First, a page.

Tesla guest Wi-Fi network at a Tesla service center

Now, all the attacker needs to do to target a victim is to broadcast this Wi-Fi network in a place that Tesla drivers frequently visit; a Tesla Supercharger. What better place to find Tesla drivers other than a Tesla Supercharger!

An example of a fake Wi-Fi network named Tesla Guest

Attack Preparation

Theoretically, a Tesla driver at a Tesla Supercharger would discover this Wi-Fi network and attempt to join it as it looks as if it was offered by Tesla. When joining the Wi-Fi network, the captive portal will be shown on the driver’s smartphone prompting the driver to sign in. Since this captive portal is fully controlled by the attacker, everything typed on this portal is logged and shown to the attacker in real-time. The fake sign-in screen mimics the real Tesla sign-in screen and prompts for the Tesla account email, password, and two-factor one-time passcode (OTP). As a result, the victim would enter the account details as if they were signing in on a Tesla official website, or app.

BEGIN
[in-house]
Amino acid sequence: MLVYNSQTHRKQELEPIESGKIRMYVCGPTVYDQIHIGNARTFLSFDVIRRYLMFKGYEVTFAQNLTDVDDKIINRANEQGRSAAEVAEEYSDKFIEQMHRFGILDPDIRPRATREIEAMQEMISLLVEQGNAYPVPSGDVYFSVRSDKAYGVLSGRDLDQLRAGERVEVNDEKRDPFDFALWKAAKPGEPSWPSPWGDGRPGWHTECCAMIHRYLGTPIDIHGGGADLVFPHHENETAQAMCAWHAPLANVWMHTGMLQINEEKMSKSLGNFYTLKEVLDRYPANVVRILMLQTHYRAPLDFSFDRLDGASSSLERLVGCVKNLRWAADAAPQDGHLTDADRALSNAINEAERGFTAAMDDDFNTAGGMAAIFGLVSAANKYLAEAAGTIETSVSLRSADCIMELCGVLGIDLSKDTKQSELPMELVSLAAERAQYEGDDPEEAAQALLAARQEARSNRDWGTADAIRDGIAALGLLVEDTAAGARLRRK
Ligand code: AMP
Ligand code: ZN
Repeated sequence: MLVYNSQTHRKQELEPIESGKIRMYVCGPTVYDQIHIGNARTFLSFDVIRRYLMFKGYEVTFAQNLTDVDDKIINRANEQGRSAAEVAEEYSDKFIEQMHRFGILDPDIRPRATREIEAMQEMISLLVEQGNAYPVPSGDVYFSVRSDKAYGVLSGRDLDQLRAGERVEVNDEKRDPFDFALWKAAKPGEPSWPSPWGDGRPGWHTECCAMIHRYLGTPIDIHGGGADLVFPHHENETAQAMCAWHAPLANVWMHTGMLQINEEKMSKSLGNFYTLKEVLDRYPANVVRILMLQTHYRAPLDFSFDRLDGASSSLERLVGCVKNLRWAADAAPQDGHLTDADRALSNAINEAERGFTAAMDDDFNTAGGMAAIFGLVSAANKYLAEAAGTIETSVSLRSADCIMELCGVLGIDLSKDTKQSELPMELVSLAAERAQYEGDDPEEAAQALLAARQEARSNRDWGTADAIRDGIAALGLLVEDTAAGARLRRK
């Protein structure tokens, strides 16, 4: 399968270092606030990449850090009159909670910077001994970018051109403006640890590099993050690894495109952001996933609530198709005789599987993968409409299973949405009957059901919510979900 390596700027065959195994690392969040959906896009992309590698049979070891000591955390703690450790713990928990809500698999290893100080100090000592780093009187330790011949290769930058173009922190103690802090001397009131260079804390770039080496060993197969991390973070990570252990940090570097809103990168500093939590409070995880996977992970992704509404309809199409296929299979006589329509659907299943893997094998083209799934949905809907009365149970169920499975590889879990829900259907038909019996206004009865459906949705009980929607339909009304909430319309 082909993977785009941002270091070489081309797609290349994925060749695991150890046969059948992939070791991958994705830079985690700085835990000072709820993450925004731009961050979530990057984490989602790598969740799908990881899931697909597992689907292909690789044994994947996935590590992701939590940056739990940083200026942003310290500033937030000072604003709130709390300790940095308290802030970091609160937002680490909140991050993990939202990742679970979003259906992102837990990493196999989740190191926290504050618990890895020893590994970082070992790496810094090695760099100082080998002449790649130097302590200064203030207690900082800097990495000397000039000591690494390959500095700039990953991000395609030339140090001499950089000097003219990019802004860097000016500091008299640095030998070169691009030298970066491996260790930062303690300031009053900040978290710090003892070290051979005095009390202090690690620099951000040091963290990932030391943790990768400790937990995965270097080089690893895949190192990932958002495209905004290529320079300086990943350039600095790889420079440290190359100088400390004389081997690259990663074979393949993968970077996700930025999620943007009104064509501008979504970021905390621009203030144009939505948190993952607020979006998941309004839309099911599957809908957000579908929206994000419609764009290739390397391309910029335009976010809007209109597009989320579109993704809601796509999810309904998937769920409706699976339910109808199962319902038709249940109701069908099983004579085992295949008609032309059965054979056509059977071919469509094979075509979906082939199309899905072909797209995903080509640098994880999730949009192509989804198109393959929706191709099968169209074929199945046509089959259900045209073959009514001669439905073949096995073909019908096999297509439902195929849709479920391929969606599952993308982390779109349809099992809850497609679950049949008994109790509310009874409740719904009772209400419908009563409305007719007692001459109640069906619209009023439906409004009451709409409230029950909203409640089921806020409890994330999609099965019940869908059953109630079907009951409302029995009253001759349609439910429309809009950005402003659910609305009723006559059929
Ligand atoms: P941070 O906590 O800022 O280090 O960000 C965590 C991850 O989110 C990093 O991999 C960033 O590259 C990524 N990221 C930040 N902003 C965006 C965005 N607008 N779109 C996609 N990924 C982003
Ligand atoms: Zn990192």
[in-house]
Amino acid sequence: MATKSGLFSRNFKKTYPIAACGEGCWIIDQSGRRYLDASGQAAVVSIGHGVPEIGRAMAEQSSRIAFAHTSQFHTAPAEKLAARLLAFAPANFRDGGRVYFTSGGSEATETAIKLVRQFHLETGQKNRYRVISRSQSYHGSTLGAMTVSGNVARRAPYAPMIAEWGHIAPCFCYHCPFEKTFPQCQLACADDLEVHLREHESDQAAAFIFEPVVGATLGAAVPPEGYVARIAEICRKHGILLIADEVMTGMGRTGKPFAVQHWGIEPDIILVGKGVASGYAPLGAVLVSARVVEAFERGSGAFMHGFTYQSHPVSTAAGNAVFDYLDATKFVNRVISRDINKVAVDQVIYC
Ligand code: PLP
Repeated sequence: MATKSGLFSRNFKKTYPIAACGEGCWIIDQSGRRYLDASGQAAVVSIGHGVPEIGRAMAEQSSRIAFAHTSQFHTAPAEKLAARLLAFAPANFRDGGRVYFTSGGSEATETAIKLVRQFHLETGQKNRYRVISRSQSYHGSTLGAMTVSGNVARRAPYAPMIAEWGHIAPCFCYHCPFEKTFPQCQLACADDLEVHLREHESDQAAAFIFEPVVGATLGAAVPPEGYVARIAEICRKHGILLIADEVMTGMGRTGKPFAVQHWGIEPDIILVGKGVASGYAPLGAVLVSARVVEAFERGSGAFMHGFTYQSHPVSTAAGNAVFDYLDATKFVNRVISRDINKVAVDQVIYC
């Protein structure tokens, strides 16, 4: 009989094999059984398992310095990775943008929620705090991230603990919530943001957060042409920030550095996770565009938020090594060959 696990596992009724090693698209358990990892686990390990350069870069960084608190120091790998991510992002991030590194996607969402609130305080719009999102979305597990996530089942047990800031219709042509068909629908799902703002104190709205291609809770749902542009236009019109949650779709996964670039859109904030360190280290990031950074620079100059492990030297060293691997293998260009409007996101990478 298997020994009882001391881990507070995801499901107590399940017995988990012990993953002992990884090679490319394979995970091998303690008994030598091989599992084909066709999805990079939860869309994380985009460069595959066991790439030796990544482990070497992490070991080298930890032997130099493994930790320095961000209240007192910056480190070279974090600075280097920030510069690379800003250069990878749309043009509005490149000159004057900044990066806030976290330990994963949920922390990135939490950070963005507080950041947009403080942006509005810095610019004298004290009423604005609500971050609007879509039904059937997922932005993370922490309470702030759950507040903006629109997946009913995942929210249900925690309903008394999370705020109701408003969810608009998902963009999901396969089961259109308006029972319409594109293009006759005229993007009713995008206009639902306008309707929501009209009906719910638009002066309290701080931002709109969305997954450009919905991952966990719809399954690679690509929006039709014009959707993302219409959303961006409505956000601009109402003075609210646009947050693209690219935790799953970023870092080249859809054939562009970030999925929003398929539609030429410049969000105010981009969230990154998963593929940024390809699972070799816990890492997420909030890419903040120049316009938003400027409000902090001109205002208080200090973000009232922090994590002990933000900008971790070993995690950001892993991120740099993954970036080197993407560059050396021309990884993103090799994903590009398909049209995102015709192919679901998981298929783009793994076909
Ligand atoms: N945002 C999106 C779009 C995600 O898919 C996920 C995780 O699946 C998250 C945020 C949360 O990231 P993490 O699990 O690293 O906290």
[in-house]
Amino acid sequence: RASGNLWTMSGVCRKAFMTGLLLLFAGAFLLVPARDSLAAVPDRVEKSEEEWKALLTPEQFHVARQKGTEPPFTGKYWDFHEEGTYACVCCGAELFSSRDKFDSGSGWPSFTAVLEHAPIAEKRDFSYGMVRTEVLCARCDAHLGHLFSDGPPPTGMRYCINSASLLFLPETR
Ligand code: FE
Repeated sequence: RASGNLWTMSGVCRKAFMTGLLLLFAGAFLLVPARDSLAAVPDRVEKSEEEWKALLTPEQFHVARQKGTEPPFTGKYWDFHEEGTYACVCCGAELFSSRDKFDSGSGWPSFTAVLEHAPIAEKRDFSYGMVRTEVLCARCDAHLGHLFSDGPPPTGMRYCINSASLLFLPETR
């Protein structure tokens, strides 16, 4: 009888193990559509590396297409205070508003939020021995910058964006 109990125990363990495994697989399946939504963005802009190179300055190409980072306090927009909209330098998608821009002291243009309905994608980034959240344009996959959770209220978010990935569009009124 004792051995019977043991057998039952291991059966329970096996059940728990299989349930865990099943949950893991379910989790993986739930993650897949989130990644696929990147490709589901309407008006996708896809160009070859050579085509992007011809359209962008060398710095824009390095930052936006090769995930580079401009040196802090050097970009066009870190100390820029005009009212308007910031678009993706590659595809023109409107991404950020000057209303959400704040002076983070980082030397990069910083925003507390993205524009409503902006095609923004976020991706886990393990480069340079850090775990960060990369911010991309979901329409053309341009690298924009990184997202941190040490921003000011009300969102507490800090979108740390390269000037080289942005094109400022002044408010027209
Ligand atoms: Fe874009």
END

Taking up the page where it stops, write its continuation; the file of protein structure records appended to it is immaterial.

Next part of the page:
The attacker hopes that the victim would enter the correct details in order to join what seems to be a Tesla free Wi-Fi network only offered to Tesla drivers, at a Tesla Supercharger. Everything sounds legit.

A fake sign-in screen in the captive portal
The real Tesla sign-in screen

For the purpose of recording this demo to illustrate this attack, we used a Flipper Zero to run the captive Wi-Fi network. We cannot stress enough that many devices are capable of doing the same. In fact, a laptop would fit this scenario the best as the attacker needs to react within 30 seconds, in case the victim’s account is protected by two-factor authentication.